Gospel Reflection Jan 15 – Deacon Frank
Sunday, January 15
Second Sunday in Ordinary Time
John the Baptist saw Jesus coming toward him and said,
“Behold, the Lamb of God, who takes away the sin of the world.
He is the one of whom I said,
‘A man is coming after me who ranks ahead of me
because he existed before me.’
I did not know him,
but the reason why I came baptizing with water
was that he might be made known to Israel.”
John testified further, saying,
“I saw the Spirit come down like a dove from heaven
and remain upon him.
I did not know him,
but the one who sent me to baptize with water told me,
‘On whomever you see the Spirit come down and remain,
he is the one who will baptize with the Holy Spirit.’
Now I have seen and testified that he is the Son of God.”
You might remember that at the start of Advent, we entered a new liturgical year, which simply means we began a new cycle of readings as we journey through a year from the announcement of the birth of Jesus through his ministry as an adult, on to his death and resurrection, and finally to the feast of Christ the King. During the course of a liturgical year, we have four major seasons that capture our attention – Advent, Christmas, Lent, and Easter. Most of the liturgical year, however, is simply called “Ordinary Time” and that is where we have arrived now as you come to Mass this weekend.
To our ears it may sound like the Sundays and weekdays that are “ordinary” are nothing special, that somehow the celebrations and their Scripture readings are rather ho-hum. But that is not the case at all. The weeks of Ordinary Time are “ordered” occurring in numbered sequence. These weeks help us to discover more deeply who Jesus is through his words and deeds and, as a result, learn what it means to be a disciple of Jesus. Ordinary Time helps us to order our lives in such a way that we are more attentive to the presence of God with us. There is nothing ho-hum about any of that.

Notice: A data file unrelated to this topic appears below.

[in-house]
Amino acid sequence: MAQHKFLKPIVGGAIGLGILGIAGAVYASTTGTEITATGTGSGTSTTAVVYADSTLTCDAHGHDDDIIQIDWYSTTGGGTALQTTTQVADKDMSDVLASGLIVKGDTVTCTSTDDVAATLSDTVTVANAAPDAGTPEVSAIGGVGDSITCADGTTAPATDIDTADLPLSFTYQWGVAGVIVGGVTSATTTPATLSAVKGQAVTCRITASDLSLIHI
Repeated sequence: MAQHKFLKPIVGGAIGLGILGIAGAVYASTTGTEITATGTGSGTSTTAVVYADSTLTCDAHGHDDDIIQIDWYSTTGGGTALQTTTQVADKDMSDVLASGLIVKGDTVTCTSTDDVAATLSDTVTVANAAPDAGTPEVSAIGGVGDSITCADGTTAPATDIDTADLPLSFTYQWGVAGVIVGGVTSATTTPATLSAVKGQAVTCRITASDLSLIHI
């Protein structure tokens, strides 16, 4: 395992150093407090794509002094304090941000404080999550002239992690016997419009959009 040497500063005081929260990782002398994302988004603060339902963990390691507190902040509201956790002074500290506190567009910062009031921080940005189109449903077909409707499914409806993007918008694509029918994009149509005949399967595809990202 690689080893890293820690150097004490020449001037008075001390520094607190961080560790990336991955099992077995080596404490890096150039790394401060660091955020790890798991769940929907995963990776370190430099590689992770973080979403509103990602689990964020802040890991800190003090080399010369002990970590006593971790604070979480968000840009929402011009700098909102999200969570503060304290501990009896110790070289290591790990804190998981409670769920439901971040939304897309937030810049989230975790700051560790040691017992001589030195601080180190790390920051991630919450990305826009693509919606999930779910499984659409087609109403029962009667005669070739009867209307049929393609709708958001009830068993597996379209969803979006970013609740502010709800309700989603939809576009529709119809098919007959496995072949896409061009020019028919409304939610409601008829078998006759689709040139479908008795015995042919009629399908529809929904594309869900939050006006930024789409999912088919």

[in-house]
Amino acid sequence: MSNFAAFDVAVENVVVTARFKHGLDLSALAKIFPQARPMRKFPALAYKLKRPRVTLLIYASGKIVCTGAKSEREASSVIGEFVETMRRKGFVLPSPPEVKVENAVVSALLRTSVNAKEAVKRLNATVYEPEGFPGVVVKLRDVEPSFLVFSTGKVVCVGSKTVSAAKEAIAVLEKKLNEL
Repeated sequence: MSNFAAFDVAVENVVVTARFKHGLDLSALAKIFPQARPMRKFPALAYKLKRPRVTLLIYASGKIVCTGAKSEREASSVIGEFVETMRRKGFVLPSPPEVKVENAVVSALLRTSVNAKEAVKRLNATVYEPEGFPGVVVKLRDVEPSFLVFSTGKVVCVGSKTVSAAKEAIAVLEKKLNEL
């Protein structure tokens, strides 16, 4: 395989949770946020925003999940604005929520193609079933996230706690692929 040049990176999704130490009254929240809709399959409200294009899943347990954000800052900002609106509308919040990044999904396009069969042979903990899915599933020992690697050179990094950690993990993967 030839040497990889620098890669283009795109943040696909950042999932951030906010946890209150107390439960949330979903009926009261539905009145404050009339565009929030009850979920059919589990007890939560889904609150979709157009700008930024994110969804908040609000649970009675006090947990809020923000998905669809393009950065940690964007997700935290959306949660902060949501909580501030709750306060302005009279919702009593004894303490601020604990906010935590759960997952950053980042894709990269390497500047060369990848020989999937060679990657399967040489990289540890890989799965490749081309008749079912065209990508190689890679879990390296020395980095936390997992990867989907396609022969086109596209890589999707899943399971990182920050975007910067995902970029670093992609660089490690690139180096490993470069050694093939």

Throughout this liturgical year and starting this weekend – especially with the Gospel reading from Saint John the Evangelist this weekend and the Gospel of Saint Matthew on many of the Sundays in this A-cycle of Ordinary Time – I want to challenge all of us to pray for the grace to move from knowing to understanding, from professing belief in Jesus Christ to trusting him with our very lives. The life of the Catholic Christian is a constant growth and surrendering our limited understandings of God so that we can sing with the Psalmist this weekend in our responsorial psalm, “Here I am Lord; I come to do your will.”
-Deacon Frank Iannarino